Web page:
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This is a novel which does not exist explicitly, but only in its reviews of which it is a collection. Each review focusses on another aspect of story and characters and cites some especially convincing or abhorring passages so that the reader will eventually know all what is to know about this novel
without having read it at all. Since this is a tried and true method for party smalltalk you might call it baked. But I doubt if there is already a novel out in the wild adopting this technique.
Stanislaw Lem: A Perfect Vacuum
Book consisting of review of fictitious books. Not quite what you describe, but somewhere in the neighborhood. [jutta, Feb 19 2016]
A Heartbreaking Work of Staggering Genius
Dave Eggers did it in the title [Toto Anders, Feb 23 2016]
/r/Glitch_in_the_Matrix thread about thunderbird photo(s)
What [bungston] is talking about [notexactly, Feb 24 2016]
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||Lem is such a treasure, thanks for the reminder, jutta!
||The nice thing about this book is that you could have all kinds of different voices and tones. I call dibs on writing the review from Thrasher.
||It could be a mystery novel in which you try to discover
some secret about the backstory of one of the first
reviewers, who is a frequent commenter but dies
||[+] You could also have some interesting interplay in
arguments about what actually happened. The reviewers
could make reference to the tone and other subjective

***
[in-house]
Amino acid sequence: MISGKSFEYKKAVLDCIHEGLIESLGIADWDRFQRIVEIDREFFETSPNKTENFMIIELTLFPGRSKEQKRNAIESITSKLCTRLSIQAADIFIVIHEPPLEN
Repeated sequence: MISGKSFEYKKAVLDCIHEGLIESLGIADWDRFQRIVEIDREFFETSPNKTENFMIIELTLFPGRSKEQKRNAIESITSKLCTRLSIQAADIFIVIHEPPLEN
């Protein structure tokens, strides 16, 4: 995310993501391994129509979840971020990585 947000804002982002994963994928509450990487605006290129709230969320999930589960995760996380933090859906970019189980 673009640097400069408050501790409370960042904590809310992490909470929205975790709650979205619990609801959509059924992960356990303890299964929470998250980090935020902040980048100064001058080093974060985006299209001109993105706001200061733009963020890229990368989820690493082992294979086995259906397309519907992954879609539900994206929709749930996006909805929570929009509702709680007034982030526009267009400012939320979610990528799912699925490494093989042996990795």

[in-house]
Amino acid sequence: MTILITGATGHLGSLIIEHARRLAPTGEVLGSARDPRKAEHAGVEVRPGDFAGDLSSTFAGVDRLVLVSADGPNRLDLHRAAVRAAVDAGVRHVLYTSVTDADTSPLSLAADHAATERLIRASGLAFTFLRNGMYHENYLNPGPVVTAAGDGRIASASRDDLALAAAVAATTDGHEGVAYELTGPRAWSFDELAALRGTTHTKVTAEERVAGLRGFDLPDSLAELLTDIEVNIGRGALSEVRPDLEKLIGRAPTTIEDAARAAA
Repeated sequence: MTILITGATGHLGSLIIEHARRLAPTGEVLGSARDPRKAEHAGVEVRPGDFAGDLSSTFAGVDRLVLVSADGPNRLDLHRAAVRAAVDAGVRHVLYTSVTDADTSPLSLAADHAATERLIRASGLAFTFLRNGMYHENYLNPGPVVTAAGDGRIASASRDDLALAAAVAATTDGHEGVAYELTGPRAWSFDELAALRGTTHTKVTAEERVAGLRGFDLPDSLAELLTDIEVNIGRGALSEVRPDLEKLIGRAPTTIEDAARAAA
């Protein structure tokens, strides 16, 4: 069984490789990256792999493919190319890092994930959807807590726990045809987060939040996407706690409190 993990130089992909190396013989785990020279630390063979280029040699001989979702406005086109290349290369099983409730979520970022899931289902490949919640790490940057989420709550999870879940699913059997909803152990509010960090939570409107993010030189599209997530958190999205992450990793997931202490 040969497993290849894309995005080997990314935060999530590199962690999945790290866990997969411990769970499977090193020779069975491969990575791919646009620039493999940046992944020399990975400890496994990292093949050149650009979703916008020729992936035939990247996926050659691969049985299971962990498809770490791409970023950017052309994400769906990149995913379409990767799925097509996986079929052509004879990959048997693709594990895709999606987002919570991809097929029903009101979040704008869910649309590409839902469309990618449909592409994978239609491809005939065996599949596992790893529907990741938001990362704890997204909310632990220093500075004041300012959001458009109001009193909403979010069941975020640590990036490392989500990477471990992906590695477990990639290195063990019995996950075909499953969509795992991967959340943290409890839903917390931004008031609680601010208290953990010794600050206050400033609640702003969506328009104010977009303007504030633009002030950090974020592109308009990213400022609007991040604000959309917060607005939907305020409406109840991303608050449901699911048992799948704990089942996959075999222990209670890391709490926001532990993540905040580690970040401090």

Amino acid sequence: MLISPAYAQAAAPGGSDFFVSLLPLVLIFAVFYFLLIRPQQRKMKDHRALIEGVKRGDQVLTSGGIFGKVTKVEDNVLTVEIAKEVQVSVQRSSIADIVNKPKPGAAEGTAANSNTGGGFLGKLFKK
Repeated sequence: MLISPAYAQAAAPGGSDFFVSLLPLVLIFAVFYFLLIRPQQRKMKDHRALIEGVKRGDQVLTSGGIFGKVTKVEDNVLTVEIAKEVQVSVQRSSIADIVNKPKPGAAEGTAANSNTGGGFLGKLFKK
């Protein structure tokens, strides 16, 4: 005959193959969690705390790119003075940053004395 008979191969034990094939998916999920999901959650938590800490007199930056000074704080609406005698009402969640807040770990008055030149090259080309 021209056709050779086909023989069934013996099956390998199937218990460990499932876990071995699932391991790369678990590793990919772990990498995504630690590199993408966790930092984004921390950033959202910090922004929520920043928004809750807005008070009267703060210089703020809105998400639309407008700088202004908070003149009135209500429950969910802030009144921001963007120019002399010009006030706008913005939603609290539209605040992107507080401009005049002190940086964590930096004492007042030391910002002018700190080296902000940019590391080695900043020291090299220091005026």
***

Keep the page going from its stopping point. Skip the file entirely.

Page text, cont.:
qualities of the writing to support their interpretation.
The unique and somewhat annoying angle would be that
you can't go and read it for yourself to see what you think
||Another interesting aspect might be that the author
would not necessarily need to be a good writer in the
traditional sense, since reviews are not always that well
written. In other ways though it would require even
more skill in order to make unique writing styles and also
keep the whole thing readable.
||Many lovers of the written word are quite familiar with
many of the works of author Sir John Grisham* who's life
spanned the the colorful period of time during the rise of
the internet age, but there is one of his works that you
have not read before. In his later years when his initial
popularity began to fade and after the tumultuous falling
out with established publishing companies, he published
one or more works in eBook format. One of these novels
was a game changer. It was heralded as groundbreaking.
It also has been credited by many as taking the eBook
reader from a device owned by a very limited
demographic to being ubiquitous throughout all